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|Title:||The Localist Tradition in America|
|Authors:||Latimer, Trevor Patrick|
|Advisors:||Lane, Melissa S|
|Keywords:||American political thought|
|Publisher:||Princeton, NJ : Princeton University|
|Abstract:||The American political tradition is steeped in localism. Arguments on behalf of the local and local government are ubiquitous in American history. Here, I provide an analysis, description, and critique of the “tradition of localism” in American political culture with an analytical introduction, three case studies, and a normative conclusion. The existing literature on localism is mired in conceptual confusion. Therefore, I first clarify the concept of localism. Localism is actually an umbrella concept covering three sub-concepts: localism as attachment (social), localism as activity (political), and localism as theory (ideological). Two insights from political geography further clarify localism as activity: (1) “the local” is relative and (2) conceptualizations of space are political. Localism as activity is defined as attempts to alter the hierarchy of governmental scale by transferring political authority from higher to lower-level governments. In chapter 2, I show that the American Anti-Federalists’ localism is held together by two spatial theses: (1) attachment to government is negatively correlated with geographical distance, and (2) diversity is positively correlated with territorial size. My interpretation improves on the existing literature by providing a unified account of the Anti-Federalists’ spatio-political commitments. In chapter 3, I show how popular sovereignty in the antebellum era, as advanced by Stephen A. Douglas, is best understood as an example of localism as activity rather than an offshoot of the ideal of popular sovereignty in the western political tradition. I also show that the debate over slavery in the territories is usefully understood as a conflict in the politics of space over how to define “the people.” In chapter 4, I show how the ideology of local control, as a form of localism as theory, played a causal role in the demise of school desegregation beginning in the 1970s. The Supreme Court and the American public treated the benefits of local control and neighborhood schools as considerations to be weighed against desegregation. I conclude by critiquing the principle of subsidiarity—a principle that captures the implicit normative claims of the localist tradition in the United States.|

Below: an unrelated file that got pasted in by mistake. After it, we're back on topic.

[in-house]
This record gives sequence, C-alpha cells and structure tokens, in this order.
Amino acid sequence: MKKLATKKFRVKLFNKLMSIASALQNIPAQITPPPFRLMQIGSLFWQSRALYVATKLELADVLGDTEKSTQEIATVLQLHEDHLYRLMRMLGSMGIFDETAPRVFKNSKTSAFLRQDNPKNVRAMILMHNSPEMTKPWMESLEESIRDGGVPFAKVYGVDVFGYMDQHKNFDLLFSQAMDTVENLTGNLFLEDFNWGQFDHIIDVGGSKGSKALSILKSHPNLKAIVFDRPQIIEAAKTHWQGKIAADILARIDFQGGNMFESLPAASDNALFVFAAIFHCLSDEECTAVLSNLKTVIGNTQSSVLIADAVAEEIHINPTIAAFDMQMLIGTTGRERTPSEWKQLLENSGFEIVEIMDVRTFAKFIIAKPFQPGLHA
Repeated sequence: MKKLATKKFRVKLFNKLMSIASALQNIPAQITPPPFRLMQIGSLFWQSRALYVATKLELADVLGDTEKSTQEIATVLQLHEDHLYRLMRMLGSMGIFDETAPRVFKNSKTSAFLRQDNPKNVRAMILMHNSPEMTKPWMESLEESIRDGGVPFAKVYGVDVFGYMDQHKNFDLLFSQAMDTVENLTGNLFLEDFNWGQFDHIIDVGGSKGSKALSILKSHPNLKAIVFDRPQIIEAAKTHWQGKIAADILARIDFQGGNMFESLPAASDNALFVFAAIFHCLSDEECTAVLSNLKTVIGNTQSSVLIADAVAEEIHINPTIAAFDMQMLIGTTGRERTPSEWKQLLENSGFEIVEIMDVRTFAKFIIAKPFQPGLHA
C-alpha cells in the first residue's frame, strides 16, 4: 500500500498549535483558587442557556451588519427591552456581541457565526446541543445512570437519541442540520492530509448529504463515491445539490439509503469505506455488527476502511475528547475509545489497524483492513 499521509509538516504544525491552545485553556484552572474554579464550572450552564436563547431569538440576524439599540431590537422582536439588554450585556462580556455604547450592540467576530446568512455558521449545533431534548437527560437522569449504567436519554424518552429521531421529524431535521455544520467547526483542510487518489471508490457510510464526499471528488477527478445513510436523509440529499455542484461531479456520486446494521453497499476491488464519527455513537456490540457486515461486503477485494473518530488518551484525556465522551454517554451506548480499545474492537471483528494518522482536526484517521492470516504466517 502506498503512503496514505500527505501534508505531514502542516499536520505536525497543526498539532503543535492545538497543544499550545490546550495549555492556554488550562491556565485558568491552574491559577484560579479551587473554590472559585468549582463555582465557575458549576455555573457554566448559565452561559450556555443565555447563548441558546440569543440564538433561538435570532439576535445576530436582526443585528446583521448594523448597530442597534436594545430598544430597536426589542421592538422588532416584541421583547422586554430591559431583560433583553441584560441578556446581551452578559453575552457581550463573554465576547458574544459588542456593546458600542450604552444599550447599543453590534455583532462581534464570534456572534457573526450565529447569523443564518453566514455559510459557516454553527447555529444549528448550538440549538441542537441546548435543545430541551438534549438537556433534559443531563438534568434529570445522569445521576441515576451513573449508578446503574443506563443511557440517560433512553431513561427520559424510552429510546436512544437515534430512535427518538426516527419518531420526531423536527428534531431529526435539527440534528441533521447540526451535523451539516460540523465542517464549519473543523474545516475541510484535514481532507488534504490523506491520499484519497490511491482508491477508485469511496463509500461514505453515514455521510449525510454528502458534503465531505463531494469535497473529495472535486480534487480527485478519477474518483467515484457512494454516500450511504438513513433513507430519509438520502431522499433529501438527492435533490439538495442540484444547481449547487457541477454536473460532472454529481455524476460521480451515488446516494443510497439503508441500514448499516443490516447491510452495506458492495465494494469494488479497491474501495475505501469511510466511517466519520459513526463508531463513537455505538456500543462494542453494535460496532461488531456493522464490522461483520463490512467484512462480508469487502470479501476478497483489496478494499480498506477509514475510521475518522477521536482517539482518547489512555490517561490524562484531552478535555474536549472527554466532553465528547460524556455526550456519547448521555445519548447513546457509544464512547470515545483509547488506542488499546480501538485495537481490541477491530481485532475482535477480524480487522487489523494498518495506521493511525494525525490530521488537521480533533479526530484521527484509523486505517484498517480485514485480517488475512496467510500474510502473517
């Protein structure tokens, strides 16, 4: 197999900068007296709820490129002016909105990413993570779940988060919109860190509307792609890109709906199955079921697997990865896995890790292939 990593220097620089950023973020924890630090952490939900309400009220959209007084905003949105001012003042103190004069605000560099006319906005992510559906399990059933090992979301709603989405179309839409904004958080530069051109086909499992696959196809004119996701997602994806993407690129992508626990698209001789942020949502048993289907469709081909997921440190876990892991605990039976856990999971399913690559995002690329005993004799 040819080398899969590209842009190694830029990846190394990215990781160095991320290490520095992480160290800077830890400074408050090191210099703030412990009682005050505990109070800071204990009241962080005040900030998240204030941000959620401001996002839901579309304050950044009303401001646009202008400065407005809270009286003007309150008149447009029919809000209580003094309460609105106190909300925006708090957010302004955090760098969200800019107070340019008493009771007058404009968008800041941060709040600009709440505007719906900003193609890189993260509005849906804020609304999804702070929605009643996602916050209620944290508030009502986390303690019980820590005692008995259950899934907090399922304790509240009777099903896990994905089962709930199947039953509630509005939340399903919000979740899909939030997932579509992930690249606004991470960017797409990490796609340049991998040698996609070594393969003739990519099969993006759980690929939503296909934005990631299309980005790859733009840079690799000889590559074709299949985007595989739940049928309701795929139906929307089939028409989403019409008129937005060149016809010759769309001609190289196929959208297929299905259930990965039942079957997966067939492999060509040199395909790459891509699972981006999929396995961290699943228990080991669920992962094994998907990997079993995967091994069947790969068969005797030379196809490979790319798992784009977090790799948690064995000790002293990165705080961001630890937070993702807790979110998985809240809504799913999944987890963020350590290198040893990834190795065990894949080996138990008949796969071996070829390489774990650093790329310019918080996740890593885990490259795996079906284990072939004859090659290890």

|Alternate format:||The Mudd Manuscript Library retains one bound copy of each dissertation. Search for these copies in the library's main catalog: http://catalog.princeton.edu/|
|Type of Material:||Academic dissertations (Ph.D.)|
|Appears in Collections:||Politics|
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